Survival Stories: Breitling Emergency

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The Houdini of survivor watches.

Breitling Emergency Night MissionBreitling Emergency Night Mission

If you were stranded on a deserted island and could choose one thing to take with you, make it the Breitling Emergency. Chances are you won’t be lost for long if you’ve got this 51mm monster by your side.

Just ask Quentin Smith — or Captain Q, as he’s commonly known. One of the world’s most decorated helicopter pilots and the first to fly to both the North and South poles, Smith has cheated death on more than one occasion. One of the most notable instances (to be fair, any dance with death is undoubtedly notable) occurred in 2003, when Smith and his co-pilot crashed into the Antarctic while attempting to cross the Drake Passage — widely regarded as the “roughest sea in the world.”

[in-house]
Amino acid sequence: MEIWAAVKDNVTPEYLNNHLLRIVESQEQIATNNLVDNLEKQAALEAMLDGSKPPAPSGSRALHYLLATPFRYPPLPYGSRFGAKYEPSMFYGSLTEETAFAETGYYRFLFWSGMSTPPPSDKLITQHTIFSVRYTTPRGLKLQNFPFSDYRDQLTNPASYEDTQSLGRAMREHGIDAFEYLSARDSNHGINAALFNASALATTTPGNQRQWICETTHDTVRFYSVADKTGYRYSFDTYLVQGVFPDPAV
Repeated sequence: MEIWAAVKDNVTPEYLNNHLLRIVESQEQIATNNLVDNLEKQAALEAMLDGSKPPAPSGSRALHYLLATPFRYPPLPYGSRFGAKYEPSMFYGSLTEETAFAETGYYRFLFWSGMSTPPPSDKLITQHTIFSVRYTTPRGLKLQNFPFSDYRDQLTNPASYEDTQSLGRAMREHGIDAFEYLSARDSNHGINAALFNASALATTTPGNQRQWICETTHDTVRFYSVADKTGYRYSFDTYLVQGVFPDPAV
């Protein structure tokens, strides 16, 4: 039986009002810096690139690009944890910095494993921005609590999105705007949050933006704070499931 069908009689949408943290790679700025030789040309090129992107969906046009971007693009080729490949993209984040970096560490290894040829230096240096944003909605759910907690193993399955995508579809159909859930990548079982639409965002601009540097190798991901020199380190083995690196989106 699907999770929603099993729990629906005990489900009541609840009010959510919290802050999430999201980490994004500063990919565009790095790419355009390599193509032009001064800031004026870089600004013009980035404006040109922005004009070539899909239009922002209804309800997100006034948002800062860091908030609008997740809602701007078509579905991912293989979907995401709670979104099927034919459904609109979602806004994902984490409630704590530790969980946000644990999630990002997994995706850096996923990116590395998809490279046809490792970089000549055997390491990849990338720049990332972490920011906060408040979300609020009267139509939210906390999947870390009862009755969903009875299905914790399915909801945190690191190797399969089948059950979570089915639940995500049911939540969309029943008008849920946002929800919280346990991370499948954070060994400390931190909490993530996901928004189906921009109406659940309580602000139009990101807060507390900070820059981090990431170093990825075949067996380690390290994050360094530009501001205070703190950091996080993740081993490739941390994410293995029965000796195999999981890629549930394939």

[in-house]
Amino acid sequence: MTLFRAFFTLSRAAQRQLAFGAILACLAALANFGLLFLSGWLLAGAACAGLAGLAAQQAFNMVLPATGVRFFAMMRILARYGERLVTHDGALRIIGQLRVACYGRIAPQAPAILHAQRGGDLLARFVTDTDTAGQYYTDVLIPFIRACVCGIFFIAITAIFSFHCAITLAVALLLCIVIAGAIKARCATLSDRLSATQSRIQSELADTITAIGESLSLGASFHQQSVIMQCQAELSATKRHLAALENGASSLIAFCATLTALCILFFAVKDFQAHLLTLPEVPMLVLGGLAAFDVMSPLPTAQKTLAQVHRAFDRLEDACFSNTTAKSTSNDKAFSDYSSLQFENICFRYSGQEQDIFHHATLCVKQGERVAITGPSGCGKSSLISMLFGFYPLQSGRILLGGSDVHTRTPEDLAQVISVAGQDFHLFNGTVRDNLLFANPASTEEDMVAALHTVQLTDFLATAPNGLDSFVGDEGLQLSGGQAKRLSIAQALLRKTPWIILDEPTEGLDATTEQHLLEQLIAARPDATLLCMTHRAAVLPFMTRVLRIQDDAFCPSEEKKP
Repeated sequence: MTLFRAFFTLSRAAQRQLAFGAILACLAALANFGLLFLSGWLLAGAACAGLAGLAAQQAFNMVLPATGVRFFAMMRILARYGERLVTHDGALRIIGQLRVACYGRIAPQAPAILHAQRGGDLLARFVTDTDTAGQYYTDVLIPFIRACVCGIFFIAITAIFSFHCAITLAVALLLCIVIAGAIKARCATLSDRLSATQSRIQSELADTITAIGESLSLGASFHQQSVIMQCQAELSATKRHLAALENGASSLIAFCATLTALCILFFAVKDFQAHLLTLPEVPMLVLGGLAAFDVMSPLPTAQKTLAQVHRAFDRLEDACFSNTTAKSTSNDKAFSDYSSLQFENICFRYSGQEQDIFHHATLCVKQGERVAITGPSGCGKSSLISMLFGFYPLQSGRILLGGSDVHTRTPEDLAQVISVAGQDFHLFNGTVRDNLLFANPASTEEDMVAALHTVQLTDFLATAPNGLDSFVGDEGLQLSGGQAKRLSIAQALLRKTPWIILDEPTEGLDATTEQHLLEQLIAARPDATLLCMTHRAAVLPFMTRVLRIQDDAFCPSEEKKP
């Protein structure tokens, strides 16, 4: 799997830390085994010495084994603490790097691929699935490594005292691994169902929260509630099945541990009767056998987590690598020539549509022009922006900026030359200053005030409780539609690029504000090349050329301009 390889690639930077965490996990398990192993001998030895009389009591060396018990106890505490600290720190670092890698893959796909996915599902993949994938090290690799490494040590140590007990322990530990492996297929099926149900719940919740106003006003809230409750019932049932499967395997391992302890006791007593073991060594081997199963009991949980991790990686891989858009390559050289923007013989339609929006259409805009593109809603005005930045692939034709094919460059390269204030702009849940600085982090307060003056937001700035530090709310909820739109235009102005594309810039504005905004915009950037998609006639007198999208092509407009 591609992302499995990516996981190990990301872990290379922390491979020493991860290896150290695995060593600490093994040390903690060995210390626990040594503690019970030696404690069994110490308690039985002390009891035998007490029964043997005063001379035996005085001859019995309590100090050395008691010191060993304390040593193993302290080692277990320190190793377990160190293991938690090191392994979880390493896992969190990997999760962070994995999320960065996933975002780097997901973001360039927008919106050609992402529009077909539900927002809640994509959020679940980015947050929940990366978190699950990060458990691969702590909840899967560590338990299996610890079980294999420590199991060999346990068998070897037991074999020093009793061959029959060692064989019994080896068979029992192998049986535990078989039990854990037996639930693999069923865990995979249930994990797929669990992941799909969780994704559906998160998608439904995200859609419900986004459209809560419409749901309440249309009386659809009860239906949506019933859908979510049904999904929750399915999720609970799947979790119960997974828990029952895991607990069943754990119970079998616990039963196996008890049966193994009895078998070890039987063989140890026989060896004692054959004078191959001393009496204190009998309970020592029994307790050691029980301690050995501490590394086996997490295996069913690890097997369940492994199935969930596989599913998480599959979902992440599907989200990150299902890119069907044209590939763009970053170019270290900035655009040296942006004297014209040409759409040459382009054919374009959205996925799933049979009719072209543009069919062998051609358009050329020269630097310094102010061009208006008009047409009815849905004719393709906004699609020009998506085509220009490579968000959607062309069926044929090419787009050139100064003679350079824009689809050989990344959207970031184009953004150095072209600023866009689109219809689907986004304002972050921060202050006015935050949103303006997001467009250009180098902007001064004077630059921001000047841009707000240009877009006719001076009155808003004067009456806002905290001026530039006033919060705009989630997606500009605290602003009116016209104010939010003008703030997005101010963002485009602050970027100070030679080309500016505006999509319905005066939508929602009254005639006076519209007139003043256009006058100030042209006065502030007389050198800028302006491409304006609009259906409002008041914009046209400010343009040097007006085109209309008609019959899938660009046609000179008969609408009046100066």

Quentin SmithQuentin Smith

After attempts to communicate with air traffic control via satellite phone failed, Smith placed his faith in his Breitling Emergency — the first wristwatch equipped with a dual-frequency distress beacon. Soon after Smith unscrewed the Emergency’s built-in antenna and issued a distress signal, the pair was rescued by a Chilean icebreaker.

Breitling Emergency Breitling Emergency

So if you do end up stranded — perhaps on a coconut-laden isle somewhere in the Pacific — just make sure that you’ve brought your Breitling Emergency along with those Desert Island Discs.

Published in In Depth
Brian Jones

Contributing Writer

Born in the outskirts of Washington D.C., Brian is currently based in the outskirts of Seoul. Along with writing about all things horological, he's been known to pen pieces on men's fashion, sports and popular culture. When he's not writing, he can be found travelling the continent, fumbling in his attempts to speak the local tongues.

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